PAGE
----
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One year after the Tunisian revolution, what has changed for the deprived regions?

Exactly one year ago, on 17 December 2010, the 26-year old street vendor Mohamed Bouazizi set himself on fire, as a statement against his hopeless situation and moreover an act of absolute desperation. The action incited many Tunisians in the interior regions to go into the streets to demonstrate against their unfavourable socioeconomic situation and the limited extent of freedom. The hard repression of the protests by the Ben Ali regime led, in the end, to a nation-wide supported revolution.


Celebrations in the City of Revolution

The first anniversary of the start of the revolution was celebrated in the city where everything started: Mohamed Bouazizi’s Sidi Bouzid. Enough reason for the EU Ambassador Adrianus Koetsenruijter to make a private visit to the interior regions. Accompanied by a group of 10 journalists, we took of to Sidi Bouzid, Sbeïtla and Kasserine, three cities where the revolution was fought hardest and where disturbances still take place every now and then. Sidi Bouzid was the setting for a music event and different street activities. The political leaders of the new political scene paid their respect to the people of the city of the revolution by appearing in public. Newly appointed President Moncef Marzouki did an attempt to speak to the many thousands of people who had come to the city’s main square. Because of the bad organization he was nevertheless not visible for the people and the pushing crowd prevented him from properly singing the national anthem.

The presence of many political leaders was – in line with good diplomatic tradition – a good opportunity to make some new contacts. The Ambassador spoke to several female parliamentary members of the Islamic party Ennahda and had a conversation with the future minister for Women Affairs.

A new government

After several weeks of debate, it finally became clear this week who will be leading the country in this period of transition. A short introduction into the so-called Troika:

President: Dr. Moncef Marzouki

The appointment of Marzouki to president of the Tunisian Republic is perhaps the most surprising outcome of the elections. Marzouki, until recently the leader of the nationalist leftish CPR was a long-time opponent of the former regime. Until the revolution he lived in exile in Paris, where he worked as a physician and professor of medicine.

Hamadi Jebali

With the appointment of party prominent Jebali as Prime Minister, the Islamic party Ennahda has managed to secure the most powerful position in the next government. The PM will be responsible for the formation of the government (expected end of this week) and decision making on sensitive issues.

Mustapha Ben Jaafar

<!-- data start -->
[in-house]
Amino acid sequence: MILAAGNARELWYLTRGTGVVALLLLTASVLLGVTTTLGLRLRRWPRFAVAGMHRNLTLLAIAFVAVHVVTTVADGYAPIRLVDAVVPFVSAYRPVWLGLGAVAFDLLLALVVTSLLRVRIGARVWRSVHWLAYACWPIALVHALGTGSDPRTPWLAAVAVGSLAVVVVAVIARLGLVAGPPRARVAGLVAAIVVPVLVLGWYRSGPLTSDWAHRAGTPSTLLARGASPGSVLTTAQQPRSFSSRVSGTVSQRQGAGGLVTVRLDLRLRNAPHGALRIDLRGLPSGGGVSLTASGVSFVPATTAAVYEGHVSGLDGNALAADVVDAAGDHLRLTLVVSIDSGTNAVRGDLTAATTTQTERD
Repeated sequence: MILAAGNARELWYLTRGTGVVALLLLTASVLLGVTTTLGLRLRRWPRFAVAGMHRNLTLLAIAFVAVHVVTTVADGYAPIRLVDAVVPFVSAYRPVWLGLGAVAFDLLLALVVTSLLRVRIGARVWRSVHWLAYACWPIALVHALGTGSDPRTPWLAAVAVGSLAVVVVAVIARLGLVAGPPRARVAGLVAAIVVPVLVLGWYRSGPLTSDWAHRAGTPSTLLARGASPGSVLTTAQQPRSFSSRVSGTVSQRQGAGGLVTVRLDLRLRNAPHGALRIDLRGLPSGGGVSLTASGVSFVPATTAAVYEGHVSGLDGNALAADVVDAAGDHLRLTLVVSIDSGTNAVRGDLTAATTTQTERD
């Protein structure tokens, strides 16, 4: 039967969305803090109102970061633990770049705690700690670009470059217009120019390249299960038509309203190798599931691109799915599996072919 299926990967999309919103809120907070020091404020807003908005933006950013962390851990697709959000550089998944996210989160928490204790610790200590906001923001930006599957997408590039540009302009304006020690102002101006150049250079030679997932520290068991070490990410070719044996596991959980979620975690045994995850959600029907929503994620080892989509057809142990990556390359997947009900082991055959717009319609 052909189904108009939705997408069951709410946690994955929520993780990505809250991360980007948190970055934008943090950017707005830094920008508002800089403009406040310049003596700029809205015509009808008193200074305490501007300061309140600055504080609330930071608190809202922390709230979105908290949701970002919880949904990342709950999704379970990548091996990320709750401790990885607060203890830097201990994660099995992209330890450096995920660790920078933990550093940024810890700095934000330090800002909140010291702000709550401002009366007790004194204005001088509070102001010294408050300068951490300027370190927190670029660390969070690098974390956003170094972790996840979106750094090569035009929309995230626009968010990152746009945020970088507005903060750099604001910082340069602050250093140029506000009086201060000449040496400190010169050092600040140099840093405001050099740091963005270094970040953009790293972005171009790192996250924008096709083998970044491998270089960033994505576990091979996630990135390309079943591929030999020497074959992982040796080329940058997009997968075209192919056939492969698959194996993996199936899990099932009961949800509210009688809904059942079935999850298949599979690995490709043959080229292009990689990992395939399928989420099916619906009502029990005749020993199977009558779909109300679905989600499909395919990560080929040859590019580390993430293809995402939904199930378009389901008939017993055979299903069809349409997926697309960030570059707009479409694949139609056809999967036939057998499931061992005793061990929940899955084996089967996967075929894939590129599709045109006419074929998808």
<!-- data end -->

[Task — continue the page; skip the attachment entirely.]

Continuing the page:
Ben Jaafar, leader of the progressive Ettakatol and also a former fighter against the repressive regime of Ben Ali, has been elected President of the Constitutional Assembly. His main tasks are to set the agenda for the plenary meetings and coordinate the committees that write the constitution.

Changes fail to materialize and frustration

Our first destination on the second day of the visit was Sbeïtla, where the EU delegation had organized a small conference on microfinance. Many enterprising young people showed up at the event with the hope that the EU could provide them with concrete assistance to their projects. This however was not the case. The discussions with the youth showed that they are full of initiative; but that they lack the resources. The frustration about the lack of accompaniment and assistance is growing. One year after the revolution they are still unemployed, despite the good education that many enjoyed. The governor of Kasserine was equally firm in his arguments: nothing has changed and the disappointment is great.

Resuming the conversations with the youth and the governor, the interior regions of Tunisia are dealing with classic development issues: high unemployment, investments stay away and there is no immediate solution at hand. In addition, there are the Tunisia-specific circumstances, namely important unemployment rates among graduates and high expectations from the revolution and the recent elections. Frustration and social unrest are the result and the security forces can hardly keep the situation under control.

How can the EU help to break through the visual circle? A difficult issue without a clear answer. In Tunisia, the EU aims at fighting the structural causes of under-development. For example, the EU is funding a €50 million sustainable water management plan, to stimulate higher agriculture yields. Furthermore, the EU also contributes to bridge the gap between graduates’ skills and the labor market demands. Finally, microfinance projects are set up to stimulate small entrepreneurship.

To conclude… one year after the start of the revolution nothing much has changed for the residents of the poorest regions. Indeed, the socioeconomic position of many has even deteriorated. The big change comes from the fact that people can now openly discuss the problems at local, regional and national level and that a start has been made to solve the problems, in consultation with civil society actors.

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